Panic disorder has biological roots
By Lorna Collier
Anne Grubich was at her father’s funeral service, mourning, when
suddenly she became lightheaded, dizzy, disoriented and began having
The terrifying feelings passed and Grubich, then 37, chalked them up to
grief and stress – until they started coming back, this time in
everyday, mundane situations, such as grocery shopping or eating dinner
at a restaurant.
“It was almost like an out-of-body experience,” says Grubich, 48, an
office manager in Elk Grove Village. “I thought something was
physically wrong with me. I felt like I was dying or having a heart
Grubich’s doctor gave her a clean bill of health, but the attacks kept
coming, so she started avoiding places in which they had occurred.
“I began making excuses,” she says. “If my girlfriends asked me to go
to dinner, I wouldn’t, because it would happen in restaurants. Walking
through the mall was torture for me. I wouldn’t fly.”
Although Grubich did not know it at the time, she was suffering from
panic disorder: a condition characterized by repeated panic attacks,
severe enough to affect her daily life. It’s a disorder estimated to
affect anywhere from 2.7 million to 8 million Americans (1 to 3 percent
of the population), including such celebrities as Donny Osmond and Kim
Basinger, and often begins in late adolescence or early adulthood.
While the precise cause is still under investigation, doctors say it
appears to have genetic underpinnings – the condition runs in families
– and involves a dysfunction in the “fear pathways” in the brain.
“This is a biologic illness that is a disruption of normal mechanisms,”
says Daniel Yohanna, M.D., medical director of the Stone Institute of
Psychiatry at Northwestern Memorial Hospital in Chicago. “There is
evidence both in [brain-imaging] scans that show changes in the brain
with panic attacks and also studies inducing panic attacks in prone
people, by having them inhale carbon dioxide.”
“It is a real condition,” agrees Philip Carbonell, a psychologist who
directs the Schaumburg-based Anxiety Treatment Center Ltd. During panic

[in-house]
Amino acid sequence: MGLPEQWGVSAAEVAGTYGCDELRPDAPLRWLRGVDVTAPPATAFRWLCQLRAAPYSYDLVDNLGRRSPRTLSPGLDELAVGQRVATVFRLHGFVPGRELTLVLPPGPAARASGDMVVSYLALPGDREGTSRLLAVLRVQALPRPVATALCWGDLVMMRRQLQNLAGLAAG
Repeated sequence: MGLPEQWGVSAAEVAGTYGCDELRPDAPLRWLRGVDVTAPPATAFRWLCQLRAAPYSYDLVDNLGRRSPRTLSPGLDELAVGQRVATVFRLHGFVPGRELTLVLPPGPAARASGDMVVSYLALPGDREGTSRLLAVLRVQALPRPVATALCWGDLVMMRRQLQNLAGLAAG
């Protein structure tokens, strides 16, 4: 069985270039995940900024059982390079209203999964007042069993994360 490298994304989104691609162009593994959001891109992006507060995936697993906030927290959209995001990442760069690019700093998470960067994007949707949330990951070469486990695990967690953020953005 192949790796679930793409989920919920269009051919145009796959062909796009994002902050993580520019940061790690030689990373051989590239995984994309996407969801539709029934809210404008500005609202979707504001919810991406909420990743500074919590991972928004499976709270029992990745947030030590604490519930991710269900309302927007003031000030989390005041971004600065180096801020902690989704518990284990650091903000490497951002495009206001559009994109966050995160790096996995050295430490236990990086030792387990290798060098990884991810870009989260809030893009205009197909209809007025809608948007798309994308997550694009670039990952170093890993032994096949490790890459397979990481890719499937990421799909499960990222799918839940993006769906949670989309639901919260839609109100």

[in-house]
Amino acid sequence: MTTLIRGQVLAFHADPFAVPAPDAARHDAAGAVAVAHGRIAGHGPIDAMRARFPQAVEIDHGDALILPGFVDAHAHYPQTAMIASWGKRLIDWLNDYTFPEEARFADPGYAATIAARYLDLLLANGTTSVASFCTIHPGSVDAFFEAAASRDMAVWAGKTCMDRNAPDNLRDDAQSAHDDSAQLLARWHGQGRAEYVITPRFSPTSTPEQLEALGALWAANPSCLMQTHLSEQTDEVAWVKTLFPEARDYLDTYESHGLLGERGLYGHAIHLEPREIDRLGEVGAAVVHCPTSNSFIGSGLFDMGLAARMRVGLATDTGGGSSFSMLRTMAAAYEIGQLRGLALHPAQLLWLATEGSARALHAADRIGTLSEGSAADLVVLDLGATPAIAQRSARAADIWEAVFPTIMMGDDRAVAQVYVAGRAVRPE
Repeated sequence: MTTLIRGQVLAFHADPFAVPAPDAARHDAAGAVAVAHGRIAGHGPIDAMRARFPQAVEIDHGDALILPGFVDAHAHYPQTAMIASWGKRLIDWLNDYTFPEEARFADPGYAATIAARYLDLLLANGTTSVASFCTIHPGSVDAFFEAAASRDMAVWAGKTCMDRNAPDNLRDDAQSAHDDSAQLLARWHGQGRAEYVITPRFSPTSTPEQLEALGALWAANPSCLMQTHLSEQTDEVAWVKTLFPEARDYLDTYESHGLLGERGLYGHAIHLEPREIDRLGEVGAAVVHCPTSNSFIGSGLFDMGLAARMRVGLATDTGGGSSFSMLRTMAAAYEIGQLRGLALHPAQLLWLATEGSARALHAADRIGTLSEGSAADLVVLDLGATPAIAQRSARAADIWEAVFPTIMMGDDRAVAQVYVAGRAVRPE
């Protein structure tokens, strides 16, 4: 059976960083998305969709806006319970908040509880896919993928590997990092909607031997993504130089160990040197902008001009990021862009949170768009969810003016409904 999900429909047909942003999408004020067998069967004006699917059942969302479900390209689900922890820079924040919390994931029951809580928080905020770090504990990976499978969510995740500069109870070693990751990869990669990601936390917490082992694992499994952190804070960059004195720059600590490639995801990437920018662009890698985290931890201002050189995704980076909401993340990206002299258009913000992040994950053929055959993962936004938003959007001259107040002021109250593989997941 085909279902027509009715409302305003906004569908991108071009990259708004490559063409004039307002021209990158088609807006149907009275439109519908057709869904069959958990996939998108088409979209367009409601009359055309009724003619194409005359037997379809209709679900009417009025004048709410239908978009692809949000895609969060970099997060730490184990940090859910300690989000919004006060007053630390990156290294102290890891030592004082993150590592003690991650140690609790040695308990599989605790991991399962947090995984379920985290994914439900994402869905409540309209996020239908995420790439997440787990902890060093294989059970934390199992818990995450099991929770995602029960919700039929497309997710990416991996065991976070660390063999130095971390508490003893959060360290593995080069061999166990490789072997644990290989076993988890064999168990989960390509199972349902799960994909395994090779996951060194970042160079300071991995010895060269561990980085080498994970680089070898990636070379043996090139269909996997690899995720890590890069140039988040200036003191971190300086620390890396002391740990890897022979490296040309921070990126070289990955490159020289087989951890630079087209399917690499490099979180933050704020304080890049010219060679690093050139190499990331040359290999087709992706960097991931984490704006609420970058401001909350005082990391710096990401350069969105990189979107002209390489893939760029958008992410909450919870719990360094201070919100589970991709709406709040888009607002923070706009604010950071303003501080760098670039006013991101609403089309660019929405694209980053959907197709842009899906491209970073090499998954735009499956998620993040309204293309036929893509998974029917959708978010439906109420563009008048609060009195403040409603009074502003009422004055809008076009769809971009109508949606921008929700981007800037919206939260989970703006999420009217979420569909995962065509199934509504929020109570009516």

attacks, says Carbonell, patients have higher heart rates, respiration,
blood pressure and temperature. “There are physiological measures that
indicate this is not something the person is imagining.”
Still, panic disorder is often viewed skeptically by family members and
others, who do not understand what they cannot see. “You can’t tell by
looking at someone that they are having a panic attack,” says
Carbonell. “For a family member to see absolutely no evidence of this
is frustrating,” especially when the panic sufferer has just cancelled
dinner plans due to an attack.
“They’ll get annoyed as all get out, thinking, ‘another plan spoiled,’”
says Carbonell. “It seems to them as if the person is being obstinate
or disagreeable. They’ll say, ‘why can’t you be better? Why can’t you
just take my word for it that you can be OK?’”
Shelly Evans is a former panic sufferer who now runs a self-help group
in Tinley Park called HOPE (Helping Our Panic End).
“I find it really amazing that there’s still such a stigma with it,
especially with all the celebrities coming out with this left and
right,” says Evans, 47, who had her first panic attack at age 18.
Especially aggravating, says Evans, are people who confuse panic
attacks with simple jitters, which they think ought to be easy to
“[Being nervous] is different from a panic attack,” says Evans. She
describes panic attacks to those who haven’t had one in this way:
“We’re going to put you in the middle of the Dan Ryan Expressway at
2:30 p.m. in the middle lane, in cement boots, so that you can’t move.”
But instead of facing real danger, panic sufferers see nothing to
explain the paralyzing terror flooding their bodies, leading to the
common conclusion that they are going crazy or dying. Panic victims
also begin avoiding situations or places in which attacks happen. Some
people become housebound; Evans, for example, did not leave her house
for three years.
Evans eventually was successfully treated, as are most people who seek
medical help. The most common treatments today are cognitive behavior
therapy and medications. Cognitive behavior therapy helps patients
learn techniques to short-circuit symptoms of an attack before they
spiral into terror; Anne Grubich used this therapy to help resolve her
panic problems. Antidepressant medications such as Paxil and Zoloft,
which affect serotonin levels in the brain, have been found to be
effective in blocking panic attacks. Tranquilizers also are used,
though some doctors fear their addictive potential. Yohanna says a
combination of cognitive therapy and medications is most effective,
helping 80 to 90 percent of patients.
In addition, doctors sometimes use computerized virtual reality
treatments to help patients overcome such fears as driving or flying.
Patients can be gradually exposed to these situations, while never
actually leaving the doctor’s office.
Other advances in cognitive therapy include more intensive treatment,
with five- to eight-hour sessions daily for six to 10 days, says
Carbonell. More typically, Carbonell – who prefers to treat with
cognitive therapy instead of medication, when possible -- sees patients
for 12-week sessions.
“The good news is this is a very treatable illness,” says Yohanna.
(Written for the Chicago Tribune, 2004)